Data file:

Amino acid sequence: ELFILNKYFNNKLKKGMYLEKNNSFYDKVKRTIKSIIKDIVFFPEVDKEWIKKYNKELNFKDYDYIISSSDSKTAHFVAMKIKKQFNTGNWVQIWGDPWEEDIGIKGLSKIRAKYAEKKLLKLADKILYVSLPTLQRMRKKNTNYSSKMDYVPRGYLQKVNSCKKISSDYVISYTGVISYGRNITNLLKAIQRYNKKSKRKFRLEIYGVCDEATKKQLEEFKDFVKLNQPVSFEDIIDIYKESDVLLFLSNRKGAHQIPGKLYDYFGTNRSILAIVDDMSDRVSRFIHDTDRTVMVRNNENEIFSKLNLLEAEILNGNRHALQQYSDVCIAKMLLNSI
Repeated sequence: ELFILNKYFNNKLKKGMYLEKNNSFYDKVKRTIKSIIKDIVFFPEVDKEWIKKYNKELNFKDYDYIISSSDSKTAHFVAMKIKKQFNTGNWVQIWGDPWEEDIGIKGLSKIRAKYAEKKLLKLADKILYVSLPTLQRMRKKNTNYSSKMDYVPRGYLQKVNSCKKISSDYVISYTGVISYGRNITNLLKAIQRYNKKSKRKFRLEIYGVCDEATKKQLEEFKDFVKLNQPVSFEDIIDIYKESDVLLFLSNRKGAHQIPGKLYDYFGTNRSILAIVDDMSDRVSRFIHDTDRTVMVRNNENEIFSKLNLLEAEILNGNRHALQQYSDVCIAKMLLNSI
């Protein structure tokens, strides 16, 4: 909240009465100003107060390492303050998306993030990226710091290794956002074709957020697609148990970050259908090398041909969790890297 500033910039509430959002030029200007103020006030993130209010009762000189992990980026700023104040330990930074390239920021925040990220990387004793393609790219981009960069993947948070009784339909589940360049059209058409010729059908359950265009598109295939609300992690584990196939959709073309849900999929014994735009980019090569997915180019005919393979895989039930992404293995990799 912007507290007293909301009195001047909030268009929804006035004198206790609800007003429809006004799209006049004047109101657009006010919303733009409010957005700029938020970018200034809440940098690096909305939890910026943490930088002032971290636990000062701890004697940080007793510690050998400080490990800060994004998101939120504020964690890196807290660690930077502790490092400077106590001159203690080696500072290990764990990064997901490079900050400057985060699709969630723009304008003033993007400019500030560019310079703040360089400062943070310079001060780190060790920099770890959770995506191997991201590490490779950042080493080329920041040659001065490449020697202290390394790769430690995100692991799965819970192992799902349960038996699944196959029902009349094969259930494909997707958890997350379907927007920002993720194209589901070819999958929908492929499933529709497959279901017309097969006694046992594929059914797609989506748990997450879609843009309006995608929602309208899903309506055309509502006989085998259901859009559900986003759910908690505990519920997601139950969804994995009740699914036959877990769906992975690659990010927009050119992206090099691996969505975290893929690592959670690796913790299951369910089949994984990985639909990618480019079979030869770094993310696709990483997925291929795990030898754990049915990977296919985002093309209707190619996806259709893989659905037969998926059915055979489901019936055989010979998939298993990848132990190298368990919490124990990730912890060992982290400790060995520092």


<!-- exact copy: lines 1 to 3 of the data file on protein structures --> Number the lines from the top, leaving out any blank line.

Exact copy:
Amino acid sequence: ELFILNKYFNNKLKKGMYLEKNNSFYDKVKRTIKSIIKDIVFFPEVDKEWIKKYNKELNFKDYDYIISSSDSKTAHFVAMKIKKQFNTGNWVQIWGDPWEEDIGIKGLSKIRAKYAEKKLLKLADKILYVSLPTLQRMRKKNTNYSSKMDYVPRGYLQKVNSCKKISSDYVISYTGVISYGRNITNLLKAIQRYNKKSKRKFRLEIYGVCDEATKKQLEEFKDFVKLNQPVSFEDIIDIYKESDVLLFLSNRKGAHQIPGKLYDYFGTNRSILAIVDDMSDRVSRFIHDTDRTVMVRNNENEIFSKLNLLEAEILNGNRHALQQYSDVCIAKMLLNSI
Repeated sequence: ELFILNKYFNNKLKKGMYLEKNNSFYDKVKRTIKSIIKDIVFFPEVDKEWIKKYNKELNFKDYDYIISSSDSKTAHFVAMKIKKQFNTGNWVQIWGDPWEEDIGIKGLSKIRAKYAEKKLLKLADKILYVSLPTLQRMRKKNTNYSSKMDYVPRGYLQKVNSCKKISSDYVISYTGVISYGRNITNLLKAIQRYNKKSKRKFRLEIYGVCDEATKKQLEEFKDFVKLNQPVSFEDIIDIYKESDVLLFLSNRKGAHQIPGKLYDYFGTNRSILAIVDDMSDRVSRFIHDTDRTVMVRNNENEIFSKLNLLEAEILNGNRHALQQYSDVCIAKMLLNSI
């Protein structure tokens, strides 16, 4: 909240009465100003107060390492303050998306993030990226710091290794956002074709957020697609148990970050259908090398041909969790890297 500033910039509430959002030029200007103020006030993130209010009762000189992990980026700023104040330990930074390239920021925040990220990387004793393609790219981009960069993947948070009784339909589940360049059209058409010729059908359950265009598109295939609300992690584990196939959709073309849900999929014994735009980019090569997915180019005919393979895989039930992404293995990799 912007507290007293909301009195001047909030268009929804006035004198206790609800007003429809006004799209006049004047109101657009006010919303733009409010957005700029938020970018200034809440940098690096909305939890910026943490930088002032971290636990000062701890004697940080007793510690050998400080490990800060994004998101939120504020964690890196807290660690930077502790490092400077106590001159203690080696500072290990764990990064997901490079900050400057985060699709969630723009304008003033993007400019500030560019310079703040360089400062943070310079001060780190060790920099770890959770995506191997991201590490490779950042080493080329920041040659001065490449020697202290390394790769430690995100692991799965819970192992799902349960038996699944196959029902009349094969259930494909997707958890997350379907927007920002993720194209589901070819999958929908492929499933529709497959279901017309097969006694046992594929059914797609989506748990997450879609843009309006995608929602309208899903309506055309509502006989085998259901859009559900986003759910908690505990519920997601139950969804994995009740699914036959877990769906992975690659990010927009050119992206090099691996969505975290893929690592959670690796913790299951369910089949994984990985639909990618480019079979030869770094993310696709990483997925291929795990030898754990049915990977296919985002093309209707190619996806259709893989659905037969998926059915055979489901019936055989010979998939298993990848132990190298368990919490124990990730912890060992982290400790060995520092």